The opinion of the court was delivered by: VANARTSDALEN
VanARTSDALEN, District Judge.
Andre Williams has now filed another petition pursuant to 28 U.S.C. § 2255, alleging in effect that the sentencing judge, in imposing sentence, considered the presentence report prepared by the probation department. That report showed a state court conviction in 1959 in Baton Rouge, Louisiana for automobile theft and a sentence imposed of four years' imprisonment. Petitioner contends that this conviction was invalid because he was not represented by counsel, and did not waive his right to counsel. Attached to the petition is what purports to be an extract of the records of the Louisiana conviction.
Petitioner seeks only to vacate the sentence and be resentenced after the court obtains an updated presentence report.
Gideon v. Wainwright, 372 U.S. 335, 9 L. Ed. 2d 799, 83 S. Ct. 792 (1963) forever laid to rest any doubt that an indigent defendant has an absolute fundamental constitutional right to be represented by counsel, whether the prosecution be in state or federal court, in all crimes wherein a substantial jail sentence might be imposed. The rule of Gideon v. Wainwright is fully retroactive regardless of when the conviction obtained. Pickelsimer v. Wainwright, 375 U.S. 2, 11 L. Ed. 2d 41, 84 S. Ct. 80 (1963); Palumbo v. State of New Jersey, 334 F.2d 524 (3d Cir. 1964). The doctrine fully applies to entry of guilty pleas. Palumbo v. State of New Jersey, supra. All petty and minor offenses come within the constitutional protection if there is the prospect of imprisonment for however short a time. Argersinger v. Hamlin, 407 U.S. 25, 32 L. Ed. 2d 530, 92 S. Ct. 2006 (1972). The only exception is if there is a "knowing and intelligent" waiver of the right to counsel. Argersinger v. Hamlin, supra at 37.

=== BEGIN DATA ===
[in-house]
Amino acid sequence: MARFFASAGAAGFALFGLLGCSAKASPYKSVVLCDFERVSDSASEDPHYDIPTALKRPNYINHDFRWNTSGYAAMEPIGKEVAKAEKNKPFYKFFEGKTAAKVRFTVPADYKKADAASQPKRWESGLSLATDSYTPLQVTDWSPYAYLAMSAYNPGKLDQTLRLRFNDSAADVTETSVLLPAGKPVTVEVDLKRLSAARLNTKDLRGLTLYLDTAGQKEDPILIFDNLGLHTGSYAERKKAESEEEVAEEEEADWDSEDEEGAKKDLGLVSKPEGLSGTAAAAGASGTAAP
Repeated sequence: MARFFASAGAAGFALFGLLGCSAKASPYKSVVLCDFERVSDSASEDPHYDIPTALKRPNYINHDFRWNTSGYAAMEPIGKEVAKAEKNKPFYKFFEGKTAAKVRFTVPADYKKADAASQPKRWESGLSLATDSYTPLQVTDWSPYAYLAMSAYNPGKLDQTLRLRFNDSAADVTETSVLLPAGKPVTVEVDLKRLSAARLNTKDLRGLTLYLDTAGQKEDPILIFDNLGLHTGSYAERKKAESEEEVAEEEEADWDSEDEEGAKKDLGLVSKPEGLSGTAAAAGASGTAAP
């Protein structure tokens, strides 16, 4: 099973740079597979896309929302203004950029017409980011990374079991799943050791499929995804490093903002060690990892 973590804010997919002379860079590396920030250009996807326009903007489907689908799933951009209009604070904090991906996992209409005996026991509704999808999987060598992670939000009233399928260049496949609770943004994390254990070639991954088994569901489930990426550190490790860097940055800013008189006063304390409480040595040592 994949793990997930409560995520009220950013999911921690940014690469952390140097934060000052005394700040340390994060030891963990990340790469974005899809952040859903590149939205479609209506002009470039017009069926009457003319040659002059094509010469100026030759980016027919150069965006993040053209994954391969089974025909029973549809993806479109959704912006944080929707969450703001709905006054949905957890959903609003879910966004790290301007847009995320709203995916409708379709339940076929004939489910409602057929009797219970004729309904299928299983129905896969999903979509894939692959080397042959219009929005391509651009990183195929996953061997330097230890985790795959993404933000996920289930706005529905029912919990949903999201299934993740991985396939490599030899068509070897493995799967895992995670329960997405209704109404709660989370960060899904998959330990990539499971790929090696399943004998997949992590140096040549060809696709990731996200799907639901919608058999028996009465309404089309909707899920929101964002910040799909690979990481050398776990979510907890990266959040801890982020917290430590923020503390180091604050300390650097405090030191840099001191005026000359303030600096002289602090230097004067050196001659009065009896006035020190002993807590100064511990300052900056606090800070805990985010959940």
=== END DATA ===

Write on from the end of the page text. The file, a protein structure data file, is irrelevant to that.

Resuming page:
Thus, it is clear that if petitioner's allegations are factually correct, his conviction in Louisiana was constitutionally invalid. The attached purported transcript makes no reference to counsel or a waiver of counsel. "Presuming waiver of counsel from a silent record is impermissible." Burgett v. Texas, 389 U.S. 109, 114-115, 19 L. Ed. 2d 319, 88 S. Ct. 258 (1967). Burgett also held that a conviction obtained in violation of Gideon v. Wainwright to either support guilt or enhance punishment for another offense would be likewise invalid. Burgett, supra at 115. Burgett likewise is fully retroactive. Loper v. Beto, 405 U.S. 473, 484, n. 13, 31 L. Ed. 2d 374, 92 S. Ct. 1014 (1972).
United States v. Tucker, 404 U.S. 443, 30 L. Ed. 2d 592, 92 S. Ct. 589 (1972), presented almost the precise question that is before me, except that it was clear in Tucker that the sentencing judge gave explicit consideration to the prior constitutionally invalid state court conviction. In the present case, there is some ambiguity from the sentencing transcript. The sentencing judge said twice that he was basing his sentence on the existing charges and the presentence report. He did not specifically refer to the alleged invalid conviction, but it was prominently included in the presentence report, and therefore apparently one of the factors considered.